Kathie Blankenship of Smart Valley Inc in California says corporations can offer teleworking to staff as an incentive to stay with the company. “It can truly be a “win-win” situation,” she says, “because both parties have something to gain. For the employer it can be a means of retaining key employees or recruiting employees that would not have to travel the distance to the workplace on a regular basis. On the employee side, working from home can give you greater flexibility to manage the job and your personal life. The late hours at the office aren’t so bad if the office is just upstairs or in the next room.”

Some employees fear that taking the teleworking option doesn’t exactly fast-track your career. Nick Hough, president of the Australia Pacific Teleworking Association, says “it’s easy to be overlooked when promotions are being handed out if no-one can see you. But standing in the promotion line isn’t necessarily the only pathway to take in your career.”

The Bronco Buck of Aussie cyberspace is known by his boss as ‘Virtual Bill’. His motto probably reads ‘have card, won’t travel’. Bill Taylor is one of the new breed of home-based staff – the quintessential lone ranger netizen. Taylor lives in Sydney, and works at Somerset College in Queensland. “I remote control the file servers, the admin system and the web site from anywhere I have an internet connection. Working from home allows me to work when I’m full of ideas – although there is a constant reminder about the lawns that need mowing and the vacuuming that needed doing last month.”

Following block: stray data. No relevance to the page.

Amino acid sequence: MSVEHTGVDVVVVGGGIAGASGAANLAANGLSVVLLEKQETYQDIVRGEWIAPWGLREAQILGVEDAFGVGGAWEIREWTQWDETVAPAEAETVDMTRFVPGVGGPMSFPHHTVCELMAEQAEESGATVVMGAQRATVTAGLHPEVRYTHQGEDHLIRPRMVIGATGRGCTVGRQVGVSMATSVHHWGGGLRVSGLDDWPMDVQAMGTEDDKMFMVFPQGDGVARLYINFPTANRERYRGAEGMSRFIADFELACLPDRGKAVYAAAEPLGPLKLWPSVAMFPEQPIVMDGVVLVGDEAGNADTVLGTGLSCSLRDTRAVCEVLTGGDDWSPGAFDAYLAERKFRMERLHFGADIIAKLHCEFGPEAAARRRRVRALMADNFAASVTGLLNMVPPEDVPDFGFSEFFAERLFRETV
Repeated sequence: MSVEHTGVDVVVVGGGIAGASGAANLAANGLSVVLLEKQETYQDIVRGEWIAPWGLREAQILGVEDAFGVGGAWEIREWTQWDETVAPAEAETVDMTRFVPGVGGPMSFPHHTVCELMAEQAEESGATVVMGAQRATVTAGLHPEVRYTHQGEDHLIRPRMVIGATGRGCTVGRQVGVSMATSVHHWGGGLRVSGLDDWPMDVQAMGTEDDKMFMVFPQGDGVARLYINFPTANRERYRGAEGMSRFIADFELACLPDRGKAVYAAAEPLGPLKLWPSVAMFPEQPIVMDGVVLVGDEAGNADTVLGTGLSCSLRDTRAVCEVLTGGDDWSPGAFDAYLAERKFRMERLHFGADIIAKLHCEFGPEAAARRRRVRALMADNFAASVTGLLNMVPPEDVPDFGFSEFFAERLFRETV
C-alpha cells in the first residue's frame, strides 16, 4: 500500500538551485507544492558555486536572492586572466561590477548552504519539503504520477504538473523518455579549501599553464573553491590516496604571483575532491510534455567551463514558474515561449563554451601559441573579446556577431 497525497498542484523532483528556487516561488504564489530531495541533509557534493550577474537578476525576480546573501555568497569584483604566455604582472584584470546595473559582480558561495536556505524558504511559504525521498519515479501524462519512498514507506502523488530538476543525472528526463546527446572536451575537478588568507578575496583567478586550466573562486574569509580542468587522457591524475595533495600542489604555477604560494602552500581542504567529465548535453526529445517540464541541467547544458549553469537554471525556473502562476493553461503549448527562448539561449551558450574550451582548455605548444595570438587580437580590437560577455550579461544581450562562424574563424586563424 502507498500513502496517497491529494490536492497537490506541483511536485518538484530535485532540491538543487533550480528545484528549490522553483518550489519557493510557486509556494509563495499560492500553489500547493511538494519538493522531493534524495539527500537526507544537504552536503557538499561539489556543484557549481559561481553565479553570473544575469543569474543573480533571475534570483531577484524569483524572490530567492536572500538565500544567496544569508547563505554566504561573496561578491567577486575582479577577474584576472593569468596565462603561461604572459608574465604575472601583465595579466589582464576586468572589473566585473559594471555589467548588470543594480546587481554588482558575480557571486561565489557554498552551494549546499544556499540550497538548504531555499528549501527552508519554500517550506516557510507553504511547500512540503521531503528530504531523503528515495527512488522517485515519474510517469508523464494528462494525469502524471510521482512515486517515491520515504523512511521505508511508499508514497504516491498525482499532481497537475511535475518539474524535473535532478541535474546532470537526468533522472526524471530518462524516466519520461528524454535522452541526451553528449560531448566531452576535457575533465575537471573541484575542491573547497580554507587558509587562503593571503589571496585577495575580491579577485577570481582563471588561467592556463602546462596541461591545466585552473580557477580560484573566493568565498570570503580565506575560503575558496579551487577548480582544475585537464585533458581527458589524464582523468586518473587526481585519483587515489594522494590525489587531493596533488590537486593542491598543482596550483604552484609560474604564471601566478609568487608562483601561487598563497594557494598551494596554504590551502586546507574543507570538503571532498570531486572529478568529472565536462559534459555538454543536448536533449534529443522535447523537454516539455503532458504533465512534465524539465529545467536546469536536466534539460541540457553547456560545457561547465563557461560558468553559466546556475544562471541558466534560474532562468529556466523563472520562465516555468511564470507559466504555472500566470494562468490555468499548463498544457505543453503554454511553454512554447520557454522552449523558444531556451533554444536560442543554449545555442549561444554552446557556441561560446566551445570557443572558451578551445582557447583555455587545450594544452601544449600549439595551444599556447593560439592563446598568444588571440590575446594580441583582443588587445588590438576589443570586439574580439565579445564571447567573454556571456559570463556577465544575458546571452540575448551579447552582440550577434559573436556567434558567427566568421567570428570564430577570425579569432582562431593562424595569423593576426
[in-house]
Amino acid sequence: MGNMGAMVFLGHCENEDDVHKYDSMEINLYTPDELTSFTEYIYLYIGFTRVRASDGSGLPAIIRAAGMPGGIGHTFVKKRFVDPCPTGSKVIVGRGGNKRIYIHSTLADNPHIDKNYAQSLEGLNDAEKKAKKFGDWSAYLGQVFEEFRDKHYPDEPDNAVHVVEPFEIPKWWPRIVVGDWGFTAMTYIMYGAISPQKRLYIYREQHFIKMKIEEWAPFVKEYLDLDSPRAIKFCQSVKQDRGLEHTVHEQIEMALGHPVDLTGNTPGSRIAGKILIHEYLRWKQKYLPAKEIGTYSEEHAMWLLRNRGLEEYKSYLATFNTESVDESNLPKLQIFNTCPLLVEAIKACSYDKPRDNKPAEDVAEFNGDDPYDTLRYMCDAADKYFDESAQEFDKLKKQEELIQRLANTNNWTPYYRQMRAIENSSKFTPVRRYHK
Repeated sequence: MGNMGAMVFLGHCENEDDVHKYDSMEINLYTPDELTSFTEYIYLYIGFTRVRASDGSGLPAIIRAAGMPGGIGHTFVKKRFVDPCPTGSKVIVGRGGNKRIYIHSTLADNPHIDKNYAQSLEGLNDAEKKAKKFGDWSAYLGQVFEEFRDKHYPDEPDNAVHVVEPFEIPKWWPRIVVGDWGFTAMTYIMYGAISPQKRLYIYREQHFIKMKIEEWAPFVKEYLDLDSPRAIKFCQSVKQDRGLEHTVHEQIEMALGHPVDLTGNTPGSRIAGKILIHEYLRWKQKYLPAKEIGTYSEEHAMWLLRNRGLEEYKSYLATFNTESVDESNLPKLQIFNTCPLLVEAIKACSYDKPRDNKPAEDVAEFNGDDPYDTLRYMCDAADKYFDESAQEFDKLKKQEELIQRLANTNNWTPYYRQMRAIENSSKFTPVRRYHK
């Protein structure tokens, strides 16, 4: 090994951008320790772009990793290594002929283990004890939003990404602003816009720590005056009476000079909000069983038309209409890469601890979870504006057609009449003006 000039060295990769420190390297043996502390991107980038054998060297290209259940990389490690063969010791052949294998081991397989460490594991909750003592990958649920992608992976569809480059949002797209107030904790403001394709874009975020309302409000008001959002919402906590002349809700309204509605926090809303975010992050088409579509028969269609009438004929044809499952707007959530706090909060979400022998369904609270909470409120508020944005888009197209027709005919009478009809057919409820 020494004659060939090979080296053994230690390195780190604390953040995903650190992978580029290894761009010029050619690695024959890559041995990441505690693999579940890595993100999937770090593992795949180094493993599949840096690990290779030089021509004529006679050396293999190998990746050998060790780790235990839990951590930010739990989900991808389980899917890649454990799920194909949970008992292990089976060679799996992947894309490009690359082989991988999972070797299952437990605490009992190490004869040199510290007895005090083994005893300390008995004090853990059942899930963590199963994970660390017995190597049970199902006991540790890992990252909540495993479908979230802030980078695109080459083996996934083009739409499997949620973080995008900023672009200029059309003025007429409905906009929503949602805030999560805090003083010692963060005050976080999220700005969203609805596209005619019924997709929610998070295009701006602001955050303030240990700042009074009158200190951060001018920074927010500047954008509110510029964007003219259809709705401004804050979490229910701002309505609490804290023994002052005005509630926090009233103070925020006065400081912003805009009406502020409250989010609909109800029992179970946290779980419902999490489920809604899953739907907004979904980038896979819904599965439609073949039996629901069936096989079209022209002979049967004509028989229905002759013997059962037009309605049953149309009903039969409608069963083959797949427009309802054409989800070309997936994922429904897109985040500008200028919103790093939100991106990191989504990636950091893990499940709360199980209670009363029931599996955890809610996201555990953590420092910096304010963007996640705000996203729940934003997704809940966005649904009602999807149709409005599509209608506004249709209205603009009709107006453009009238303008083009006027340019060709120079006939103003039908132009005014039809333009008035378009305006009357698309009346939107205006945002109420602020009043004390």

Taylor’s work – leaving aside his domestic chores – highlights how teleworking can change work opportunities for people all over the world. This is especially so for people in remote locations – such as the farmers who access the internet through telecentres throughout rural Australia in areas like Katanning, Bega, Heyfield and Benambra.

Bet Young from the Kondinin Telecentre in Western Australia says some farmers in the local region use the centre to search for paid employment. “There are also several farmers in our area who use the internet to assist with farming queries, and a farmer in the Kulin district who runs the sales-side of his own business on the internet.”

The ACT Electricity and Water utility (ACTEW) is building a broadband communications network in the Canberra suburb of Aranda, which will emulate the office environment in the home. Jane Taylor of ACTEW says the pilot “will take fibre optic cable into the suburb to within 300 metres of every house.” Participants will be invited to trial a variety of services. The group plans to make the service available throughout Canberra by the year 2000.